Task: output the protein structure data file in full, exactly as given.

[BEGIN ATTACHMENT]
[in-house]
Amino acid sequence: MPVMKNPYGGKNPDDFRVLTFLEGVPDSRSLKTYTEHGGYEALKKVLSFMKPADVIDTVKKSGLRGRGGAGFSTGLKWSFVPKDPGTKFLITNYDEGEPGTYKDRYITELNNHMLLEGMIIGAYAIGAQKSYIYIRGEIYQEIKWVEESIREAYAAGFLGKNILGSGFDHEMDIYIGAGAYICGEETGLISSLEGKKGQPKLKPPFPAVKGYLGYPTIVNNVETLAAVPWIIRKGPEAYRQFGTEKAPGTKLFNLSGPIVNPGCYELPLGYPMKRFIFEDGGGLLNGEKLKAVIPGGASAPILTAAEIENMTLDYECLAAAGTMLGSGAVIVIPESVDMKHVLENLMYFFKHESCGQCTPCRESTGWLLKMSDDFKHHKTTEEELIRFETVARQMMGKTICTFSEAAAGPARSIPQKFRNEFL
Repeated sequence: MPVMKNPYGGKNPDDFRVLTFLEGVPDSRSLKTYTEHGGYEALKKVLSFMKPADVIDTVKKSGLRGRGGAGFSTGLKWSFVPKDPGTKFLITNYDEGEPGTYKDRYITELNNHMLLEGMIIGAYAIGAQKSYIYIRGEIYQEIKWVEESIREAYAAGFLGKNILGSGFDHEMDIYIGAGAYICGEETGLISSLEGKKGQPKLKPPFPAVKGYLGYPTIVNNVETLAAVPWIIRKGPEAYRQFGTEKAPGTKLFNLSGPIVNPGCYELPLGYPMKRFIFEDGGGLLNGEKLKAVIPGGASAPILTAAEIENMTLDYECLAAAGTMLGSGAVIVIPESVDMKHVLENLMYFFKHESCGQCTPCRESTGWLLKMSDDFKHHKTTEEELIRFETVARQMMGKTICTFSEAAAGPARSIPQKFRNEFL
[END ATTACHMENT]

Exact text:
[in-house]
Amino acid sequence: MPVMKNPYGGKNPDDFRVLTFLEGVPDSRSLKTYTEHGGYEALKKVLSFMKPADVIDTVKKSGLRGRGGAGFSTGLKWSFVPKDPGTKFLITNYDEGEPGTYKDRYITELNNHMLLEGMIIGAYAIGAQKSYIYIRGEIYQEIKWVEESIREAYAAGFLGKNILGSGFDHEMDIYIGAGAYICGEETGLISSLEGKKGQPKLKPPFPAVKGYLGYPTIVNNVETLAAVPWIIRKGPEAYRQFGTEKAPGTKLFNLSGPIVNPGCYELPLGYPMKRFIFEDGGGLLNGEKLKAVIPGGASAPILTAAEIENMTLDYECLAAAGTMLGSGAVIVIPESVDMKHVLENLMYFFKHESCGQCTPCRESTGWLLKMSDDFKHHKTTEEELIRFETVARQMMGKTICTFSEAAAGPARSIPQKFRNEFL
Repeated sequence: MPVMKNPYGGKNPDDFRVLTFLEGVPDSRSLKTYTEHGGYEALKKVLSFMKPADVIDTVKKSGLRGRGGAGFSTGLKWSFVPKDPGTKFLITNYDEGEPGTYKDRYITELNNHMLLEGMIIGAYAIGAQKSYIYIRGEIYQEIKWVEESIREAYAAGFLGKNILGSGFDHEMDIYIGAGAYICGEETGLISSLEGKKGQPKLKPPFPAVKGYLGYPTIVNNVETLAAVPWIIRKGPEAYRQFGTEKAPGTKLFNLSGPIVNPGCYELPLGYPMKRFIFEDGGGLLNGEKLKAVIPGGASAPILTAAEIENMTLDYECLAAAGTMLGSGAVIVIPESVDMKHVLENLMYFFKHESCGQCTPCRESTGWLLKMSDDFKHHKTTEEELIRFETVARQMMGKTICTFSEAAAGPARSIPQKFRNEFL